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Global Reproductive Rights and Justice

Learn more about global reproductive rights and justice.
© University of Glasgow

Dr Maud Anne Bracke

Doctor Frans WongDoctor Frans Wong in his abortion clinic in Amsterdam, the Netherlands early 1970s

Today’s notion of reproductive rights encompasses access to contraception, safe abortion, sexual education, and family planning, and is strongly intertwined with the notion of reproductive health. Based on the principles of bodily autonomy, it is understood as the undeniable right of individuals to make informed decisions as to whether to have children, with whom, in what circumstances, and when. While ‘reproductive rights and health’ forms an important policy framework for the United Nations and the World Health Organization, in many countries around the world access to safe abortion, sexual education, and contraception remains illegal or limited. One might argue that we are witnessing a current wave of ‘reproductive puritanism’, specifically in countries such as the USA, Chile and Poland. On the other hand, there are cases of recent success for feminists and reproductive rights activists – most notably, the repeal of the 8th Amendment to the Constitution in Ireland in 2018, as a result of which abortion became legal under certain circumstances.

Strike 4 Repeal posterStrike 4 Repeal poster, Ireland, 8 March 2017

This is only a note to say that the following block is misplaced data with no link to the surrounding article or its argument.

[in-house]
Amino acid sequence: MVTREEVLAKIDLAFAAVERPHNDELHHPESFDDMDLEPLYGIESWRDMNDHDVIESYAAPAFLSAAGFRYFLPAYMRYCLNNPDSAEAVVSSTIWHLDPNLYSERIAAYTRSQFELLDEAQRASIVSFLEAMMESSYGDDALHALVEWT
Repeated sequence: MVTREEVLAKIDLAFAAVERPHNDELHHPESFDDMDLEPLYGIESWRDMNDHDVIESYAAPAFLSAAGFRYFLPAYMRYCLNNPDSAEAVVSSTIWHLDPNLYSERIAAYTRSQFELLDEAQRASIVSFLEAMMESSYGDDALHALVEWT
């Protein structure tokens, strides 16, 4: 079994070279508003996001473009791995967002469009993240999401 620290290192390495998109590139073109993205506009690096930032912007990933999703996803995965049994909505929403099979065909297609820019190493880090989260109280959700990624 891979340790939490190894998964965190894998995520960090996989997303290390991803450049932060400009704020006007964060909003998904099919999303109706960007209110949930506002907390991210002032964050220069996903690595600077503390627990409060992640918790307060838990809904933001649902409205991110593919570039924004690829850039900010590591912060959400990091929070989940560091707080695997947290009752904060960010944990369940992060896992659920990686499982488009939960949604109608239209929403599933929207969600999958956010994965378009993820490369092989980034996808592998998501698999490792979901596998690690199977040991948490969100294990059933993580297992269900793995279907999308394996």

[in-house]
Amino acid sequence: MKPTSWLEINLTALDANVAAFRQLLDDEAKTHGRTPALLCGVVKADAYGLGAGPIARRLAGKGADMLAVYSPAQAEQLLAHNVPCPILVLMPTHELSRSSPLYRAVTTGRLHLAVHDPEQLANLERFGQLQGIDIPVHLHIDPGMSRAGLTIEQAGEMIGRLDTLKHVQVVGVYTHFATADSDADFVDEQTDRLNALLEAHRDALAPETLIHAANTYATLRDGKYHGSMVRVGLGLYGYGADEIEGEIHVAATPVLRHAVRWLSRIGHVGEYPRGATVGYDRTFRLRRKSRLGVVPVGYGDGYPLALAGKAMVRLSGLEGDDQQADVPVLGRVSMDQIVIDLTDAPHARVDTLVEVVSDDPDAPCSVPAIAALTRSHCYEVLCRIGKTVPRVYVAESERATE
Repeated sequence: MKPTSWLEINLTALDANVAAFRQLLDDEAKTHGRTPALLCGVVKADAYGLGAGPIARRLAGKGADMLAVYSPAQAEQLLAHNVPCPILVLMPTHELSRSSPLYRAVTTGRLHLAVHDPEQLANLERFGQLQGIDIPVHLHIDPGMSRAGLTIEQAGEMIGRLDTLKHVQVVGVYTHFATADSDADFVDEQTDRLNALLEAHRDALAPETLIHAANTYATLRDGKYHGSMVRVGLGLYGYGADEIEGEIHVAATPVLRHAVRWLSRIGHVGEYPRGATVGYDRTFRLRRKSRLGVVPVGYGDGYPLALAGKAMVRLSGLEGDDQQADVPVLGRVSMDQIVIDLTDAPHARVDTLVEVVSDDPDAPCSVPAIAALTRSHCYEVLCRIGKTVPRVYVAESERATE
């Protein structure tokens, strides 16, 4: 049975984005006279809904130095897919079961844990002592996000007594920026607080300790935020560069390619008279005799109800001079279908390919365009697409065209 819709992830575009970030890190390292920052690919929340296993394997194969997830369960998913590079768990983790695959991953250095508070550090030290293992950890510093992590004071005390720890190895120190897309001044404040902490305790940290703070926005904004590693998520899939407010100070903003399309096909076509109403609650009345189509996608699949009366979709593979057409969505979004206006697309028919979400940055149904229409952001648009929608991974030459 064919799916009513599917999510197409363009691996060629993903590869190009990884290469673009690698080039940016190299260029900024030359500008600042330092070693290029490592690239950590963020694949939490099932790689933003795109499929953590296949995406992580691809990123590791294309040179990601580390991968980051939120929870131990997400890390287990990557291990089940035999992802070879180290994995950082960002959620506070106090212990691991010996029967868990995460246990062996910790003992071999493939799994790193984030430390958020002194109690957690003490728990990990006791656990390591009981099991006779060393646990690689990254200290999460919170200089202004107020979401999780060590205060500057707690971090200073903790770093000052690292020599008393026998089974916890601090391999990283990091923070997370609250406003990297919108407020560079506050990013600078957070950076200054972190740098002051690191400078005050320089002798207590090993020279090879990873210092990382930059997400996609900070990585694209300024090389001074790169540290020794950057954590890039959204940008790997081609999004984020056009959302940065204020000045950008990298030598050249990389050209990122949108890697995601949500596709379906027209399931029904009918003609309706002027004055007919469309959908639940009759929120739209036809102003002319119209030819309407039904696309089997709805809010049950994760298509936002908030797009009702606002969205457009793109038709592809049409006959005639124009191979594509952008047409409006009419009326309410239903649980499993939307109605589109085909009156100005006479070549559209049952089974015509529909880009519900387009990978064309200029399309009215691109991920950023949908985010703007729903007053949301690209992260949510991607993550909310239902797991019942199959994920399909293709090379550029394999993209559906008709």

While women and men have always fought for the right to make their own decisions regarding spacing and number of children, the period after 1945 saw new articulations of reproductive rights principles, as well as rapid legal change in many countries around the world on contraception and abortion from the 1960s onwards. The global dissemination of reproductive rights principles was facilitated by the introduction of the language of human rights by the United Nations after 1945, and it was embedded in the sexual revolution of the 1960s-70s. The invention of the contraceptive pill in 1960 meant that in public discourse, law and medical practice, women rather than men were now envisaged as the key agents making reproductive decisions.

Pro-choice feminists protesting in São PauloPro-choice feminists protesting in São Paulo on the International Women’s Day. Christiensen. Public Domain.

However, the notion of reproductive rights, as has been pointed out by Black US feminists, indigenous feminists, and women’s organisations in the Global South since the 1970s, is a limited one: emerging primarily out of Western women’s struggles to avoid compulsory motherhood, it did little to acknowledge the long history of the various ways in which women of colour and populations living under colonial rule were denied reproductive autonomy. This included both forced motherhood and the denial of motherhood, with myriad cases of unconsented abortion and sterilisation. The notion of reproductive justice is proposed as an intersectional-feminist alternative: contextualising ‘choice’ in relation to individuals’ situation in terms of race, social class and ability, and proposing a social-justice agenda which includes the right to non-parenting as well as parenting in safe and healthy conditions.

Reproductive Justice for All signReproductive Justice for All sign